Mexico Arrests 7 in Day Care Fire that Killed 47

Seven state officials were arrested Monday and six others were being sought on negligent homicide charges in a day care fire that killed 47 children in Mexico. But none were involved in the day care center itself.

All 13 work for the northern Sonora state Finance Department, which operated an adjacent warehouse for cars, tires and paperwork. Investigators say the fire may have been caused by a short circuit or overheating in the air conditioning system of the warehouse, which lacked fire alarms and extinguishers.

"They are employees and officials with the Finance Department who have a direct responsibility for the warehouse where the fire started," state Attorney General Abel Murrieta said.

In Mexico, federal prosecutors have jurisdiction over the federally funded day care, and despite a chorus of demands for justice from grieving parents, they have yet to charge any of the people who ran the center.

The warehouse blaze in Hermosillo, Sonora's state capital, spread to the roof of the day care, sending fire raining down on the children and teachers. Thirty children died that day; others succumbed later, including the 47th victim, a 3-year-old girl with burns on 65 percent of the her body who died Sunday.

The day care center had passed a safety inspection just two weeks before the June 5 fire, and its owners have said there were three clearly marked emergency exits.

But firefighters, parents and civilian rescuers said they fought to evacuate the children through the only door that was not blocked. A desperate neighbor used a pickup truck to punch large holes through the cinderblock walls.

Although the day care center had fire alarms, they failed to go off because the smoke seeped between the roof and the ceiling panels, above where the alarms were attached.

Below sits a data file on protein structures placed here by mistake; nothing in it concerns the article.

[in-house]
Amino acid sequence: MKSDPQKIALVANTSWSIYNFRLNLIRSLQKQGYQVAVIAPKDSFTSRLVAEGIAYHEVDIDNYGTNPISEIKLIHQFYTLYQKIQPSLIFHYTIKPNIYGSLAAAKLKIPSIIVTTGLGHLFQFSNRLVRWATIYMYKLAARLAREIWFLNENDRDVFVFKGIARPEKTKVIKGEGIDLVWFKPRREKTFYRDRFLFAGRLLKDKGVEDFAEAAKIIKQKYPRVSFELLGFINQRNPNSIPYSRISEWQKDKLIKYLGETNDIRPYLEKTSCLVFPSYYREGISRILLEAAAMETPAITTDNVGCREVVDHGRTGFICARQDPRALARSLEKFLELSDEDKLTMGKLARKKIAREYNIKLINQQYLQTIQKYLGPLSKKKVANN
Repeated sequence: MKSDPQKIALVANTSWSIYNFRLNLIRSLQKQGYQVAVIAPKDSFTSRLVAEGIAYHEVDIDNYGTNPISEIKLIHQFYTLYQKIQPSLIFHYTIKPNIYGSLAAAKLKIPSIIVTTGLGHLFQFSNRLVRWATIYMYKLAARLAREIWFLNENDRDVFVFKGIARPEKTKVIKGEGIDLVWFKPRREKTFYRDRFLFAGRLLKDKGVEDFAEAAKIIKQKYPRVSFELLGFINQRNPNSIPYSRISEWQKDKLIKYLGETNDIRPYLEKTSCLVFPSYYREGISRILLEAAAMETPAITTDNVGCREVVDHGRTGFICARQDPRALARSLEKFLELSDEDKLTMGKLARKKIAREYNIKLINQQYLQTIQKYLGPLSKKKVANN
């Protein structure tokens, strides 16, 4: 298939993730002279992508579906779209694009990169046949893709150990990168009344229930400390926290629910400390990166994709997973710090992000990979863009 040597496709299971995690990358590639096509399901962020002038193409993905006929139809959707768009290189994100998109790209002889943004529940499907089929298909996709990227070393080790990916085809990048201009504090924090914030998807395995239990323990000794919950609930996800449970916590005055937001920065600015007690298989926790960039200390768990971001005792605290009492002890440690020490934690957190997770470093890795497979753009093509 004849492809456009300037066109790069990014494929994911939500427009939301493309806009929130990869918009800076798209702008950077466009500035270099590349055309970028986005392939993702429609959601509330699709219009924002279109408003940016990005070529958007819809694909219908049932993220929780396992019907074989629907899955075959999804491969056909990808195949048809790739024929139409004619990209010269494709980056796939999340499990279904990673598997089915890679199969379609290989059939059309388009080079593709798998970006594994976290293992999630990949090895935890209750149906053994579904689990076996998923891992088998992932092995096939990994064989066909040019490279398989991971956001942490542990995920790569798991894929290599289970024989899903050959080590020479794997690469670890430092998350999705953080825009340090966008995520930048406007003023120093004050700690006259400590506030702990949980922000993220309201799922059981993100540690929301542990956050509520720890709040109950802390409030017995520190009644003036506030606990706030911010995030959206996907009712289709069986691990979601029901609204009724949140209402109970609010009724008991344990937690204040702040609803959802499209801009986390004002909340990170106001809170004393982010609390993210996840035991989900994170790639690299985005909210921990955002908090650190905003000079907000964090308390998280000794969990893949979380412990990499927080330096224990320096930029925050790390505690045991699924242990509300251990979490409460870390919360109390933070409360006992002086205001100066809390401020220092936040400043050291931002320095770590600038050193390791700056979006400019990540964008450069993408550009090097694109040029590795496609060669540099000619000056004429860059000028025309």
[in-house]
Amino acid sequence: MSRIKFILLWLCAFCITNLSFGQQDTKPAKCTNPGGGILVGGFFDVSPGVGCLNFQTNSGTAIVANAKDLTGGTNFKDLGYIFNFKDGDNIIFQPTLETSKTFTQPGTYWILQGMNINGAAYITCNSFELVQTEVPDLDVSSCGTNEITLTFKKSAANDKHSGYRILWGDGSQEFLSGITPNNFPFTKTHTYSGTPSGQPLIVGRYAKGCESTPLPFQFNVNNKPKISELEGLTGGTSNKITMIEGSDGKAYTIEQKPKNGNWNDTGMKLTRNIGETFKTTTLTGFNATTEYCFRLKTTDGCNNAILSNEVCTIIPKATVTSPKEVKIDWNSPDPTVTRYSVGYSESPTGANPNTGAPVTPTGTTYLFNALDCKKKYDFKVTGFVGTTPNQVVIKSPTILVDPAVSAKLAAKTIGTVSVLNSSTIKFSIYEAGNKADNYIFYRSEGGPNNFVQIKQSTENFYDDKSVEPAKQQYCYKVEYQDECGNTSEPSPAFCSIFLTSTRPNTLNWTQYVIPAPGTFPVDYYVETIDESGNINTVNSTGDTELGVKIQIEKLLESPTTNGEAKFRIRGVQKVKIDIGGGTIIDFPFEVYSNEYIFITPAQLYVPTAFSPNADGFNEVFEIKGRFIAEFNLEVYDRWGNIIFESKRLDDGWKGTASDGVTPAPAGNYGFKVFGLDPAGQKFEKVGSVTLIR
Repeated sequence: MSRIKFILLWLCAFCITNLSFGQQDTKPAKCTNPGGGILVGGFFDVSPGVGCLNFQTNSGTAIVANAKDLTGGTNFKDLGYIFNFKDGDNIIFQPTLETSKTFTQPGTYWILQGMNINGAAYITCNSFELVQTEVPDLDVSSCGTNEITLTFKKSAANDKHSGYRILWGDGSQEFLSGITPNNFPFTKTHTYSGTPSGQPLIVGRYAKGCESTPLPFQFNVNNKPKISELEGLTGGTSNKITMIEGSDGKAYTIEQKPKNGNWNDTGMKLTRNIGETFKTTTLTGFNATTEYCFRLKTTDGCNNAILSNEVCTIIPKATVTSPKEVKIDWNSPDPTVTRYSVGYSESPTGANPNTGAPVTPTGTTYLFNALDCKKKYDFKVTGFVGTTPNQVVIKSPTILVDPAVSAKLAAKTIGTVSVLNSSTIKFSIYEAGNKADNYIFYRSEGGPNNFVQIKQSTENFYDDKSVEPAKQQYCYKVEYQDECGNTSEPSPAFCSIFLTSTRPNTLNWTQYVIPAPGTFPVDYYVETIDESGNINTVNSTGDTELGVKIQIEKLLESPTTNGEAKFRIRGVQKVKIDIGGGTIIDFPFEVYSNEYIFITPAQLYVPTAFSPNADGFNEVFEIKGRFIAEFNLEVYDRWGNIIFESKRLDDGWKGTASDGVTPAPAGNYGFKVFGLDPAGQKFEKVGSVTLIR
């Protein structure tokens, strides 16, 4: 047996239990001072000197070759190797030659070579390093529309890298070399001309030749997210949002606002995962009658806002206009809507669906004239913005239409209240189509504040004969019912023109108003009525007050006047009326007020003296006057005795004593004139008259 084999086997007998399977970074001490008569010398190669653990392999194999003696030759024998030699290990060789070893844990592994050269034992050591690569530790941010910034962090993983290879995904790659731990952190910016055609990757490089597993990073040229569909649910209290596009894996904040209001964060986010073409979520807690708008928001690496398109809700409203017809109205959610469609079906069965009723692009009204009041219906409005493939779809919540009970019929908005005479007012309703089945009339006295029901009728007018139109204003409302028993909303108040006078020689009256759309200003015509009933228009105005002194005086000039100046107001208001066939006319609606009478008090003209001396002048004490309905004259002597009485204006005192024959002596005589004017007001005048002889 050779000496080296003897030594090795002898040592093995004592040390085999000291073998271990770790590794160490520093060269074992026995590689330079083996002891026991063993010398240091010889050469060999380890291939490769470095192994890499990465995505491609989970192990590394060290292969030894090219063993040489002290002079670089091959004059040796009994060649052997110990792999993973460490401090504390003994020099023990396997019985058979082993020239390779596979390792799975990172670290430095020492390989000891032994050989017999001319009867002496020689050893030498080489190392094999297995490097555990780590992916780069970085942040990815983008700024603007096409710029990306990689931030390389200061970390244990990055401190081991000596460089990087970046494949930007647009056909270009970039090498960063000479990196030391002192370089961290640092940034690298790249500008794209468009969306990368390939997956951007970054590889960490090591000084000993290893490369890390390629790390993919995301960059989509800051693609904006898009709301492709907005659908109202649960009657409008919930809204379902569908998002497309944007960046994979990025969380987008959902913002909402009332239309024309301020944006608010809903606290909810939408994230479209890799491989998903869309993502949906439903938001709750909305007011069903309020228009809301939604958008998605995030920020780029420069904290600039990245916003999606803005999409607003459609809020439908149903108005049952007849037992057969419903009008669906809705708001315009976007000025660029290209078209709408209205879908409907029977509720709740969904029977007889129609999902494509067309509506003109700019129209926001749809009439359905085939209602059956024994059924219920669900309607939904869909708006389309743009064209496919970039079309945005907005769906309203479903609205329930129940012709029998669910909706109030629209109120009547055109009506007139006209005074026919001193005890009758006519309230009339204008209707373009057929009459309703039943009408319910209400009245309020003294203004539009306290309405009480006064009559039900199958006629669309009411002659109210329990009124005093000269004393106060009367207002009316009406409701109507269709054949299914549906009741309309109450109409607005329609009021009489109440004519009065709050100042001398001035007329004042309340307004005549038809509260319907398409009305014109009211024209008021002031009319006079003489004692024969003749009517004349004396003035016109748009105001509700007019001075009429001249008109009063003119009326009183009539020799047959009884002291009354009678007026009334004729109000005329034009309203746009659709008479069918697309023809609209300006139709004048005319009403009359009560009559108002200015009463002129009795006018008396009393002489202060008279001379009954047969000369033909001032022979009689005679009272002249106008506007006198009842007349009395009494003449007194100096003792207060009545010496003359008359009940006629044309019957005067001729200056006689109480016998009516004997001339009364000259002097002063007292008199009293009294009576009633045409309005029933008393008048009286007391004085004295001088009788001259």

The tragedy has shocked Mexico and provoked finger-pointing between federal and state authorities.

Jose Martin Godoy, who represents the federal Attorney General's Office in Sonora, said some federal officials could be charged, but declined to give details and wouldn't comment on whether the day care center owners would face charges.

The privately run center cared for children under a contract from the federal Social Security Institute, and is co-owned by the wives of two state officials who have since resigned from their posts but are not among those arrested Monday.

One of the wives also is a distant relative of Mexico's first lady, Margarita Zavala, who has said nobody should be above the law.

The Social Security Institute will file a civil lawsuit against the day care owners and the state Finance Department for negligence, institute director Daniel Karam said, without providing more details.

Sonora Gov. Eduardo Bours, who belongs to the opposition Institutional Revolutionary Party, angrily labeled the threatened lawsuit a "smoke screen" designed to deflect blame from the federal government, which he said is ultimately responsible for the day care center.

The Social Security Institute provides low-cost care for at least 200,000 children at more than 1,500 centers across Mexico. The federal government has said it is reviewing safety conditions at the centers, many of which are outsourced to private operators.

The agency's top official in Sonora has resigned and at least three other agency officials have been suspended pending the investigation.


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